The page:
. . . you remember that there are others like you and they haven’t forgotten you, and the job you’re doing and your own life are part and parcel of the big undertaking, and so on and so forth; and yet for some reason these are only fine phrases that are far from the truth. For the heart feels sour, so sour, far beyond any supposed deeds of daring, beyond sacrifice or all kinds of things; and you have to hide this well, because you’re among people who believe in and look up to you. . . .
The passage illustrates both the moral integrity and the artistic weakness which characterize the work of Yizhar and his close contemporaries. One often has the feeling that these writers—particularly when they move beyond the short story to the novel—are unable yet to establish a necessary distance between themselves and their narrative. In their intent desire to grapple with their own moral problems, they frequently neglect the artistic demands of fiction, so that instead of structured novels with individualized characters and realized social settings, they are likely to end up with long, amorphous dialogues or monologues in which faceless voices crying out in a void discuss the moral dilemmas which beset the writers. Yizhar, who is probably the most talented and is certainly the most ambitious of the younger novelists, still suffers from this tendency to slide into formlessness; eleven years after The Grove on the Hill, it persists as the chief weakness of The Days of Ziklag, despite the strands of leitmotif with which he tries to hold together the twelve hundred pages of his later novel.
It is worth noting in this respect that of the fiction included in A Whole Loaf, Yizhar’s piece is the only one—again with the exception of Agnon’s stories—that shows any experimenting with literary form. While it would be silly to want or expect Israeli fiction to be particularly avant-garde, the timidity or indifference of the younger writers in exploring the medium in which they work results in their failure to develop an original style. And this is to say that none of the writers has adequately reproduced in language the distinctive texture of the world around him. Yizhar comes closest to doing so, but as the passage quoted from “The Living and the Dead” indicates, he does not seem to have really worked out what he wants to do technically with the stream-of-consciousness form, or rather, with the rough approximation of it which he uses. The presumable justification for his blurring of syntactical connections, his redundancies, his sprawling, ungainly sentences, is that this is the way people think. But, in fact, Yizhar’s sentences are far too conversational, too much like slack monologue.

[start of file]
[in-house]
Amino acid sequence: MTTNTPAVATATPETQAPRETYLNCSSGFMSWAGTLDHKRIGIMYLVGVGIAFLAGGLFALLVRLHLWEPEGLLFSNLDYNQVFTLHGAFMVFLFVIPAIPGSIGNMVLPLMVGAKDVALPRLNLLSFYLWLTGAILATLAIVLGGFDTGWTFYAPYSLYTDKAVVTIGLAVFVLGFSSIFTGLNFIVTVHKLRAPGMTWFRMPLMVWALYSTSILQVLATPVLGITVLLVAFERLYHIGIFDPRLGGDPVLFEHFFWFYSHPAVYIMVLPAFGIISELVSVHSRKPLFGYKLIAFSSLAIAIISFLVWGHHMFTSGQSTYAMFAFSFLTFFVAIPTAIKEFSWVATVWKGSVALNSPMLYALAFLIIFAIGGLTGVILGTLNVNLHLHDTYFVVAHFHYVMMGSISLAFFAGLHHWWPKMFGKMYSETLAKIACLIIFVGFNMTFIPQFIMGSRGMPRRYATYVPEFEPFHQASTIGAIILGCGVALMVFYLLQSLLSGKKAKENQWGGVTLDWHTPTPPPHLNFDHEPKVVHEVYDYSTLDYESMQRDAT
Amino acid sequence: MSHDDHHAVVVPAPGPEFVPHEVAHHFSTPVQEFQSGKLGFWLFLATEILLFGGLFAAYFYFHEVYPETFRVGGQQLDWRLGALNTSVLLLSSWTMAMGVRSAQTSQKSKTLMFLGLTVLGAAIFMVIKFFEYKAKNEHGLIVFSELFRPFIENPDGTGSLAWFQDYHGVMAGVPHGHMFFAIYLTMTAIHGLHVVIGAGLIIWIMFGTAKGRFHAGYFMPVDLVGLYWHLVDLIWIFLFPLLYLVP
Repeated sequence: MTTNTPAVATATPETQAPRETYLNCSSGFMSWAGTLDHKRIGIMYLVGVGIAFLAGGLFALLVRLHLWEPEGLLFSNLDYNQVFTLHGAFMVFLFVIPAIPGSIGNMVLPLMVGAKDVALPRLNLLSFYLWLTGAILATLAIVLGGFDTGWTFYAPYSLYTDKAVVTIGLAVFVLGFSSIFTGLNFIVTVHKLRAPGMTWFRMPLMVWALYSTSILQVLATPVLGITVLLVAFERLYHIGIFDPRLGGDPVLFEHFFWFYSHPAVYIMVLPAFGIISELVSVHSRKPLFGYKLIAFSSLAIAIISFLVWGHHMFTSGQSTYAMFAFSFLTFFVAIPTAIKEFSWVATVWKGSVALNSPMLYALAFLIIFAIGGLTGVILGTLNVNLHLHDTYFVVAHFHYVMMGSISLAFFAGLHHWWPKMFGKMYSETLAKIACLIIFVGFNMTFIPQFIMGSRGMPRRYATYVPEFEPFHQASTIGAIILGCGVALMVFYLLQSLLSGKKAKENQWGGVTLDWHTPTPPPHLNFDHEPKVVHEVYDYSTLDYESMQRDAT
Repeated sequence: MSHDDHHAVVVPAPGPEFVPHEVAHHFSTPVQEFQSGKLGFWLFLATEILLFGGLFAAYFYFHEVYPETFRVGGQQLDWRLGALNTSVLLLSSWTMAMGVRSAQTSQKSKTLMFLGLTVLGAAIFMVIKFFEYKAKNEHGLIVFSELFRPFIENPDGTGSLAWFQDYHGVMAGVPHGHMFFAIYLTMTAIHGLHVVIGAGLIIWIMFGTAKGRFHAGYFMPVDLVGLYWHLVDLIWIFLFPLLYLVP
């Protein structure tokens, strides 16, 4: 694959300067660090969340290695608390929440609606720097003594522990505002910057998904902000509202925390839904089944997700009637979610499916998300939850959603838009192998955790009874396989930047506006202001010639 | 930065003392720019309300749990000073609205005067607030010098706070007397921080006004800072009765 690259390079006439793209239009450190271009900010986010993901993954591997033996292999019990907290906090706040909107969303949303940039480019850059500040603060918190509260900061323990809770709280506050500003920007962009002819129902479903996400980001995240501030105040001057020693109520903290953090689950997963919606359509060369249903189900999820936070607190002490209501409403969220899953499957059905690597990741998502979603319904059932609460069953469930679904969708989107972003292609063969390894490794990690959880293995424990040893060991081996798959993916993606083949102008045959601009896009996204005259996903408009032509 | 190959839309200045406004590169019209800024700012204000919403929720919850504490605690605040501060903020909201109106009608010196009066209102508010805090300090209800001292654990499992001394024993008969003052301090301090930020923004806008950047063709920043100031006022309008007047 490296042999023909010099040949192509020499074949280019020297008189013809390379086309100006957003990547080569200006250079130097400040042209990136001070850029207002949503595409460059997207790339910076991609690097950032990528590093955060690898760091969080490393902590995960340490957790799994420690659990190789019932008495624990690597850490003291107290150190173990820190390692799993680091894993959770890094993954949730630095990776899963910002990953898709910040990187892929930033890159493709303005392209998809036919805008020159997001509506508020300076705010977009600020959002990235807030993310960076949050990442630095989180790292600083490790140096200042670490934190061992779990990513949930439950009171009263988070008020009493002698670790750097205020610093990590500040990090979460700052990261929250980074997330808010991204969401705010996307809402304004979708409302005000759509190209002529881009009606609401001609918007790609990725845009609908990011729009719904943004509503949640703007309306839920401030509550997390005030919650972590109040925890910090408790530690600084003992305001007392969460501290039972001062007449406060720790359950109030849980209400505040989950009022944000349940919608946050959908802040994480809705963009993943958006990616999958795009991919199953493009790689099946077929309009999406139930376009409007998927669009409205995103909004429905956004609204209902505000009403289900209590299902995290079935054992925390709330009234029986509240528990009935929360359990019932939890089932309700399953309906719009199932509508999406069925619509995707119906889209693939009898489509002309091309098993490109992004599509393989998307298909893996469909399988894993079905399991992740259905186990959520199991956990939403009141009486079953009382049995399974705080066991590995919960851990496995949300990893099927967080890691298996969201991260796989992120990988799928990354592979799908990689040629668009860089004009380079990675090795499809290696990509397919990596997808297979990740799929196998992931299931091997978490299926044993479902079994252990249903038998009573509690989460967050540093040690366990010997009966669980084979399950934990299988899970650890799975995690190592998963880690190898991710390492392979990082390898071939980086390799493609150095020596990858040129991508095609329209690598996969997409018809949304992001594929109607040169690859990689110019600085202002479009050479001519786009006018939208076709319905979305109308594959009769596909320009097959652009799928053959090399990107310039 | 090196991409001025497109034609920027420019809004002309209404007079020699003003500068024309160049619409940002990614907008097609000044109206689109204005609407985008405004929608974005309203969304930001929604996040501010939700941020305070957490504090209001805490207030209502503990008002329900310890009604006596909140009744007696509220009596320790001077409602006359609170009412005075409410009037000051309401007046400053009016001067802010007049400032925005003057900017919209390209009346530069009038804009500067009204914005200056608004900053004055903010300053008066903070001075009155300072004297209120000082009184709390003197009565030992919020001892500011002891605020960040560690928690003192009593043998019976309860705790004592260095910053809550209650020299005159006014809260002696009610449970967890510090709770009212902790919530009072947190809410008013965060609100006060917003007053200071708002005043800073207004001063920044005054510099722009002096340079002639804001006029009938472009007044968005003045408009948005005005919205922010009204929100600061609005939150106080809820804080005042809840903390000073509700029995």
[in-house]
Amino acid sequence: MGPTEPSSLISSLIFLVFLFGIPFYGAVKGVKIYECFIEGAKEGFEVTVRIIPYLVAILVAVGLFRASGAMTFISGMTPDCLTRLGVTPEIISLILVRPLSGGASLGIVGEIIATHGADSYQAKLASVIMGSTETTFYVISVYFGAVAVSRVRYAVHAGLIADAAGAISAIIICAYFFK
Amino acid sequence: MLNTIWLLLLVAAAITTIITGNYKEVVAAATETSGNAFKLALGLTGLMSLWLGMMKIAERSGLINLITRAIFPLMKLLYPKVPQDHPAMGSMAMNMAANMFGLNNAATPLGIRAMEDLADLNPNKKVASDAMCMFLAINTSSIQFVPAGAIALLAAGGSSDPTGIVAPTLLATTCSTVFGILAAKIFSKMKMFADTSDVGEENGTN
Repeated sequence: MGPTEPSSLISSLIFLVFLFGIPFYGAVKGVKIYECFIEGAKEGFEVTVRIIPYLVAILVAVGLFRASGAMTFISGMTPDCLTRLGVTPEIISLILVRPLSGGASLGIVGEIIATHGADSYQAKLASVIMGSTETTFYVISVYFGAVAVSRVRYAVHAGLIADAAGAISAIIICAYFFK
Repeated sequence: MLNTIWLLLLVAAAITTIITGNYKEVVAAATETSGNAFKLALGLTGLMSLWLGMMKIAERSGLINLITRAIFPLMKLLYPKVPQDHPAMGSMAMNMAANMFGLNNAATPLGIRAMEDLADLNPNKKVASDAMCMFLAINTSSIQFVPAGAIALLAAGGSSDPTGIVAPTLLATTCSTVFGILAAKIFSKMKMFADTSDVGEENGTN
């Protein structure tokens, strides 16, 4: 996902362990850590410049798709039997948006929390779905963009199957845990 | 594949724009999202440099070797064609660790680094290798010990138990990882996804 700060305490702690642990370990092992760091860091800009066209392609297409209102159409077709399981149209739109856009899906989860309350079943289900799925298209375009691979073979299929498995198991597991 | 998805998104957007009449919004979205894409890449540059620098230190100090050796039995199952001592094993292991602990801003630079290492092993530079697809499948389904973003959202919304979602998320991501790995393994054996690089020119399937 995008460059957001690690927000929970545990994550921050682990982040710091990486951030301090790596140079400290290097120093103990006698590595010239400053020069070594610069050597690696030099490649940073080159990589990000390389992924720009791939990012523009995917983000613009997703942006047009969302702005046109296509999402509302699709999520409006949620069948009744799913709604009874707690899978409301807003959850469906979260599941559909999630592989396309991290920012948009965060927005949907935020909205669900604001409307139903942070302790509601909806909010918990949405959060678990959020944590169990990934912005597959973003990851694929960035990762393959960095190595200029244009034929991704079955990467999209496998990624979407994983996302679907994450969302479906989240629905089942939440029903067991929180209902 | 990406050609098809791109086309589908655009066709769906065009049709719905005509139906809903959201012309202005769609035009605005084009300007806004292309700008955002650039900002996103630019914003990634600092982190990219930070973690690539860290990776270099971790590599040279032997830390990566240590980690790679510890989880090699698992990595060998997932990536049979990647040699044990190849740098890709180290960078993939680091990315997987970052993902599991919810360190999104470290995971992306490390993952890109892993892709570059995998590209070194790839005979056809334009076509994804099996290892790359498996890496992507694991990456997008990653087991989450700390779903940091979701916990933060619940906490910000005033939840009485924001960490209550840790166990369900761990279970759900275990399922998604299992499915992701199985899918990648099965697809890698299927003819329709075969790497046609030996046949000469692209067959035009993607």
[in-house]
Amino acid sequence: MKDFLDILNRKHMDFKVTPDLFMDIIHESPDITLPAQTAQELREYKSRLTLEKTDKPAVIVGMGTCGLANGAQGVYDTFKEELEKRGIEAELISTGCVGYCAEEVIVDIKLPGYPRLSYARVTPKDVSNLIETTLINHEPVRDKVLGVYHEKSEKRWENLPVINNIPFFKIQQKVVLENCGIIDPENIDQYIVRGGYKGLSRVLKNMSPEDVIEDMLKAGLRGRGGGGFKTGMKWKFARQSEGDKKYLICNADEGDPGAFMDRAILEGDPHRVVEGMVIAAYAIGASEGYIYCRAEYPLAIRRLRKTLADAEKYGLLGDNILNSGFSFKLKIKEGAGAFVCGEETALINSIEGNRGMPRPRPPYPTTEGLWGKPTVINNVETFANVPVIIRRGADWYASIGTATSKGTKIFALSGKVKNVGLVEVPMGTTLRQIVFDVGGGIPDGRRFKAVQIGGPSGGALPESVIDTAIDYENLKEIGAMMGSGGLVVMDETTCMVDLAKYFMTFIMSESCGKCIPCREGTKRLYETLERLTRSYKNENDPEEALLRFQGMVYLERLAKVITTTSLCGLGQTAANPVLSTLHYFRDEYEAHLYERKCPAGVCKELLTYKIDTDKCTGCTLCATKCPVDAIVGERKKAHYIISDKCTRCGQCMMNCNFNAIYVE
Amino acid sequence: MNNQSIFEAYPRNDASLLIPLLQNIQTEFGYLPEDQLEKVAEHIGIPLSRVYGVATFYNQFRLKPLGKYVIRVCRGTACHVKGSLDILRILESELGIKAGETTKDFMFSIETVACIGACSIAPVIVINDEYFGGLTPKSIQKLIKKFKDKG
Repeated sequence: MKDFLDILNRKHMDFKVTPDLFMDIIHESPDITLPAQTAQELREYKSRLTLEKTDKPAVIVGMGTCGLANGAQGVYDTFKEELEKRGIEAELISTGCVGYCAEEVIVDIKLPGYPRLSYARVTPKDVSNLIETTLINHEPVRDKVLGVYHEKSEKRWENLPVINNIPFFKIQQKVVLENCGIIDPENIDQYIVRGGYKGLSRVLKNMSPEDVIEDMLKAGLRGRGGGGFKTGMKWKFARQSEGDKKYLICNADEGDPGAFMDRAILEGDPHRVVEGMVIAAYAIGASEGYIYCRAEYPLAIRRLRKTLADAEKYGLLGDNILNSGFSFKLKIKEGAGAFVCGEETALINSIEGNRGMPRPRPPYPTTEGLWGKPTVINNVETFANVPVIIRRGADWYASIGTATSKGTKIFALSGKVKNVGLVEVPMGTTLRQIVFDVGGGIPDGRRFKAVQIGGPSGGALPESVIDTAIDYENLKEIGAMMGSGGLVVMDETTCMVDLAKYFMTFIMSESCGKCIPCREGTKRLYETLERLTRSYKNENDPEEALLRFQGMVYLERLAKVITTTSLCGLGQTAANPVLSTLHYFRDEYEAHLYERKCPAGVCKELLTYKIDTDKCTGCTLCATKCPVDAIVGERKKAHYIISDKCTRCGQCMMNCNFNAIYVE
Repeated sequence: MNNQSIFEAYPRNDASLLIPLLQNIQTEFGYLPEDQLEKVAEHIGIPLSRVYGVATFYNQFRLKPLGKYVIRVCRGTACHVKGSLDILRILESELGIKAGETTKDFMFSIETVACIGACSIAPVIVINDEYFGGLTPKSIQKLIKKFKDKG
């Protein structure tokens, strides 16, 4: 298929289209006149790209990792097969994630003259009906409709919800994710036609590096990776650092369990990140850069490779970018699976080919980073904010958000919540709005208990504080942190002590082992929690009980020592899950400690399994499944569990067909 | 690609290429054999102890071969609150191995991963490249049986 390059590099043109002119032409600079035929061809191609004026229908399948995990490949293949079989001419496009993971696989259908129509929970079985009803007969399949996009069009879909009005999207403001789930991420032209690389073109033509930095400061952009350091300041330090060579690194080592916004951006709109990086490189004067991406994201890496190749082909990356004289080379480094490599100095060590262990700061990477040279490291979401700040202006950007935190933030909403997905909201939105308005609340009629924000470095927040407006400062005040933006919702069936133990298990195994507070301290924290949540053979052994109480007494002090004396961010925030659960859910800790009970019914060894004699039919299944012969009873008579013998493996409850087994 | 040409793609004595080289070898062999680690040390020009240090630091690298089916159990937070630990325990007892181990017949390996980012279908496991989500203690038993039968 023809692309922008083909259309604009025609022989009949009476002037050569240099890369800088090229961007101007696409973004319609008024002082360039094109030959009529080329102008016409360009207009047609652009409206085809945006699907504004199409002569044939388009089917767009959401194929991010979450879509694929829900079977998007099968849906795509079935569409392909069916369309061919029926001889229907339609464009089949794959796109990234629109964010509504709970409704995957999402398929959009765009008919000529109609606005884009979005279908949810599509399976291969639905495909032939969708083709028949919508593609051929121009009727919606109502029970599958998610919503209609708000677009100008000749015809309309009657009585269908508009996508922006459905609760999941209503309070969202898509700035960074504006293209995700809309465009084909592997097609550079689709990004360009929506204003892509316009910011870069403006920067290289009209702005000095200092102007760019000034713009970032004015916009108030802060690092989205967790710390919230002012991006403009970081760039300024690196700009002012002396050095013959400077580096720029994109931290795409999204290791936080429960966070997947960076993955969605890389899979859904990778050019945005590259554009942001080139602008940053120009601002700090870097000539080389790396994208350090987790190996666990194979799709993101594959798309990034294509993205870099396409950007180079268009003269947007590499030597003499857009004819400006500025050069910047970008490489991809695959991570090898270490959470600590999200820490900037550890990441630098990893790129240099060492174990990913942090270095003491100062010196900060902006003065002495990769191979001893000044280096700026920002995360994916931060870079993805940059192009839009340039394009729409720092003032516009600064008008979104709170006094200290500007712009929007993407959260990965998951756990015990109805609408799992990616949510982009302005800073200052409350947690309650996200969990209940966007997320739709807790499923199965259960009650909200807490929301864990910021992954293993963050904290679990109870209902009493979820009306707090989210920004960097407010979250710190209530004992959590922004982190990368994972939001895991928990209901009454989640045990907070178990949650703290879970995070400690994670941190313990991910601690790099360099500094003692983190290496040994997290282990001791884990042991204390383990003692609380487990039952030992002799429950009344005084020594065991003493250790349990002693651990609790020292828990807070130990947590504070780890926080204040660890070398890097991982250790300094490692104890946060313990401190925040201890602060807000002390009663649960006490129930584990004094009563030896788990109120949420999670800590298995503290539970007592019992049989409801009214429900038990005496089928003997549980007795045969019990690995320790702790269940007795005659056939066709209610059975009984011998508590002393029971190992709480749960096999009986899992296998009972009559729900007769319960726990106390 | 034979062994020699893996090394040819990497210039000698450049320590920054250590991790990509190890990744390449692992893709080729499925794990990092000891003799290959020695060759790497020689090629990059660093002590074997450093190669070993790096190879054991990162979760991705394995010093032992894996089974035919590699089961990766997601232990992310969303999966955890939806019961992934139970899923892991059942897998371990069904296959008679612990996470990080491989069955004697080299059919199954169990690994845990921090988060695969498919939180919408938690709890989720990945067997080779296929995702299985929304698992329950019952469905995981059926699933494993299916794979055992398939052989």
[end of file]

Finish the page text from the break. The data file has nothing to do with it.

The Days of Ziklag, impressive a book as it is for what it has to say, similarly put off many intelligent readers in Israel by its awkward manner. The long interior monologues are sometimes so amorphous, and so undifferentiated from one character to the next, that one has to look back to the beginning of the chapter to recall who is supposed to be thinking. Yizhar is particularly effective in reproducing the impact of fear and the weight of boredom upon a soldier’s awareness, and he shows real virtuosity in his detailed lyric descriptions of natural settings. However, he will have to develop a more disciplined and resourceful technique to carry out his intentions as a novelist.